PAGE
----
on October 1, 2008 by in Uncategorized, Comments (0)

Gasoline supply expected to improve

OCONEE, PICKENS — Most service stations in Oconee and Pickens counties had a larger supply of gas Tuesday, but experts say it may take until well into October before the supply effects of Hurricanes Gustav and Ike recede.

Brandon Wright, manager of communications for the Petroleum Merchants Association of America (PMAA) believes while the production at previously shut down refineries is still picking up in the Gulf of Mexico, a strong consumer reaction has worsened the supply and demand balance of gasoline as it is produced and shipped.

“What is contributing to it now, I think, is a lot of consumers are filling up when they don’t need to, stockpiling gasoline and those sorts of behaviors,” Wright said. “That really isn’t helping things. We saw immediately following Gustav and Ike that refineries shut down, and you didn’t have any new product coming online.”

Now that most of the refineries are once again operational, it will take time for them to gain full productivity, Wright said. The insatiable appetite for gasoline in the midst of spreading panic about supply means what the refineries do produce is quickly gobbled up by the public.

“Now that refineries are back and running, product is coming through,” he said. “But there at the other end are consumers there to scoop it up. It’s becoming an overwhelming consumer response. If you turn on a 40-foot garden hose, the water doesn’t come out immediately. It has to work its way there. If you have a bucket collecting every bit of that water, you don’t have enough for all your plants. Consumers are just taking every drop that is coming online right now.”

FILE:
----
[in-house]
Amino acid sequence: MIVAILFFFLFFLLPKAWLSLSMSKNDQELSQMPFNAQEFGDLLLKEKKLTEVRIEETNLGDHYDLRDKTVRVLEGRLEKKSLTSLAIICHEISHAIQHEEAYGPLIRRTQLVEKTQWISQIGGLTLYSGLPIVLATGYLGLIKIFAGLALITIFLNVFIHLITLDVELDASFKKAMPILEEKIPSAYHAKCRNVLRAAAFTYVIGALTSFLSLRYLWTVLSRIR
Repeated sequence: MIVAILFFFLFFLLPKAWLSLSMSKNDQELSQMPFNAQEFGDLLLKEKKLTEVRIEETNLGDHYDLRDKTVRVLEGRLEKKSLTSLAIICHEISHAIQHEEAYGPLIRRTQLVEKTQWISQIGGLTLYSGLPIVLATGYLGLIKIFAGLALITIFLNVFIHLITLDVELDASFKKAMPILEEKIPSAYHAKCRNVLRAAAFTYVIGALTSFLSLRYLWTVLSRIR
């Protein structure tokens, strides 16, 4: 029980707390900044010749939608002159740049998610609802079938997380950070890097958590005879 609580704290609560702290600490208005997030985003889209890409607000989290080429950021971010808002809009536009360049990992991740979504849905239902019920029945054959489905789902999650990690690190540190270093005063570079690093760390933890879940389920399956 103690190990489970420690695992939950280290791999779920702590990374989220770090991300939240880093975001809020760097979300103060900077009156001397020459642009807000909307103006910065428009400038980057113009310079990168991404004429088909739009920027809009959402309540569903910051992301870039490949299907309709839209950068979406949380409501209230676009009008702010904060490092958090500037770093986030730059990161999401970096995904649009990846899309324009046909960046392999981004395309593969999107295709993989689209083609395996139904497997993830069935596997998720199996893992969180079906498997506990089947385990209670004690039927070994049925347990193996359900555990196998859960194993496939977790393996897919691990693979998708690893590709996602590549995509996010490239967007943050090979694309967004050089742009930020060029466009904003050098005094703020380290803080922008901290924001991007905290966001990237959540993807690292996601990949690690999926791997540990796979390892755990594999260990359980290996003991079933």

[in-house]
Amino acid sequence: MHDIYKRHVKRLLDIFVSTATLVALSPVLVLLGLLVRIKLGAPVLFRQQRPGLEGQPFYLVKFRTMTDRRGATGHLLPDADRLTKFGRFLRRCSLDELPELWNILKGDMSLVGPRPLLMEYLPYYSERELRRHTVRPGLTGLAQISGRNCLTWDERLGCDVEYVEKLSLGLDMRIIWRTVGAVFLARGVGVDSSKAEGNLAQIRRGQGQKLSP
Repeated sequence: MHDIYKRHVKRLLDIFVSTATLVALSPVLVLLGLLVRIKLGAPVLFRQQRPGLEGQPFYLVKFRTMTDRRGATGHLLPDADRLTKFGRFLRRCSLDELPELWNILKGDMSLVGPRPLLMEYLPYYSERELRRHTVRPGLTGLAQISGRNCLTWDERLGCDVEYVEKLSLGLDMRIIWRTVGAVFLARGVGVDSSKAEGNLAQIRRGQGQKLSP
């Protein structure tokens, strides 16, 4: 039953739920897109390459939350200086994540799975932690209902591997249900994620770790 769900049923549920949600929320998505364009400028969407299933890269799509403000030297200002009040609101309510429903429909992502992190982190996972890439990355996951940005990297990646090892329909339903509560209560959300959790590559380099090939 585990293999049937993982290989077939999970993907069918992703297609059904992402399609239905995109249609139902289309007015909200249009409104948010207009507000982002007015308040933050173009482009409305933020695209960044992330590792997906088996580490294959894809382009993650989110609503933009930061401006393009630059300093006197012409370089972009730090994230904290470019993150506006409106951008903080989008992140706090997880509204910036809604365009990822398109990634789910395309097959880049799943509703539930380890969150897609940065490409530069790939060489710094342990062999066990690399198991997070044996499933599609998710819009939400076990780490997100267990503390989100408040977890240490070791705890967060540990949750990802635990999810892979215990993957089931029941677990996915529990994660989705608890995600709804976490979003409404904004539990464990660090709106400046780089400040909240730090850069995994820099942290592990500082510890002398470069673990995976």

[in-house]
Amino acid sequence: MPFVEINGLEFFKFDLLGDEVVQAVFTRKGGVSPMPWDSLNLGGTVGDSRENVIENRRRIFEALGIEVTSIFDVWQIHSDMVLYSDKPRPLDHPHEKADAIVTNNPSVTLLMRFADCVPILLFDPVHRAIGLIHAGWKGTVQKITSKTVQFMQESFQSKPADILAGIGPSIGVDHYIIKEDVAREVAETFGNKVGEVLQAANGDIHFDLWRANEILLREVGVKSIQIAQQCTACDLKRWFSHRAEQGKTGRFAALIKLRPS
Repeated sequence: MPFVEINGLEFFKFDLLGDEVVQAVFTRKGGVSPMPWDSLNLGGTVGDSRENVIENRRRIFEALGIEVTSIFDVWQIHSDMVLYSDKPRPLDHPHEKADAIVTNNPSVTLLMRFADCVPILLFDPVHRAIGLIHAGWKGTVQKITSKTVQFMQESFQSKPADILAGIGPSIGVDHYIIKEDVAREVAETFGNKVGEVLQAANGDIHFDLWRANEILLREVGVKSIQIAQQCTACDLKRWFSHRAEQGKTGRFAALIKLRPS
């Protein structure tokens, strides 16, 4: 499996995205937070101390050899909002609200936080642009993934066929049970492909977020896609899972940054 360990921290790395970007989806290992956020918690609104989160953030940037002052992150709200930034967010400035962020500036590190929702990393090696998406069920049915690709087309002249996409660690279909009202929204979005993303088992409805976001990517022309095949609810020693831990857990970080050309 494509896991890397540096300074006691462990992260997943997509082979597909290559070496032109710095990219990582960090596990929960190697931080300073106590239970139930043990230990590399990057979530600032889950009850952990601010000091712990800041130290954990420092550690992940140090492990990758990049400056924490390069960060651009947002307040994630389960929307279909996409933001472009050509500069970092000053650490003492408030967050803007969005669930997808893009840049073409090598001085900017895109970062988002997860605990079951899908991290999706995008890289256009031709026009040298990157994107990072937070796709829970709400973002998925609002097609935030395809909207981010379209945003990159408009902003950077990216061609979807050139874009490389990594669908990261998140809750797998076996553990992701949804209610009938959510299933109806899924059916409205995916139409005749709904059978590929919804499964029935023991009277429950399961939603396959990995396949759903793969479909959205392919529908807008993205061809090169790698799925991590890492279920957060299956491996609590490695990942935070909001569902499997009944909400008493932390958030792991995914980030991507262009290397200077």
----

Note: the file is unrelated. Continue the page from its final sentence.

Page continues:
Wright and Michael Fields of the South Carolina Petroleum Marketer’s Association (SCPMA) both say allocations of product are down at most filling stations due to the weak supply and disproportionate demand. Wright said the most accurate estimate of time it will take for states like North Carolina, South Carolina and Georgia to gain a more regular gasoline supply is a matter of weeks.

“The projection I hear the most often is a few weeks,” he said. “I don’t think it will be that long. But it will take time, and it will take consumers taking a deep breath and realizing a steady supply is on the way.”

Fields said while Tuesday saw a significant improvement in supply when compared to Monday’s shortages, there were still “tight supply issues” across the state of South Carolina, and that severe shortages were still being observed in spots across the state. Refineries in the Gulf that supply the vast majority of gasoline to the Southeast are operational but are only at 57-percent production, severely limiting allocations, Fields said.

Rumors and whispers of shortages create a self-fulfilling prophecy due to a run on gas stations that quickly depletes supplies in some locations, Fields said. The key to avoid running out of gas on the interstate is striking a balance in behavior at the pump, he said. In other words, drivers shouldn’t wait until they are on empty in case stations nearby are in fact depleted, but those with a nearly full tank shouldn’t top it off for supply fears.

“There are areas where significant panic-buying is still going on,” Fields said. “None of these locations is getting its full allocation. We still have to be conservation-minded because this will take some time.”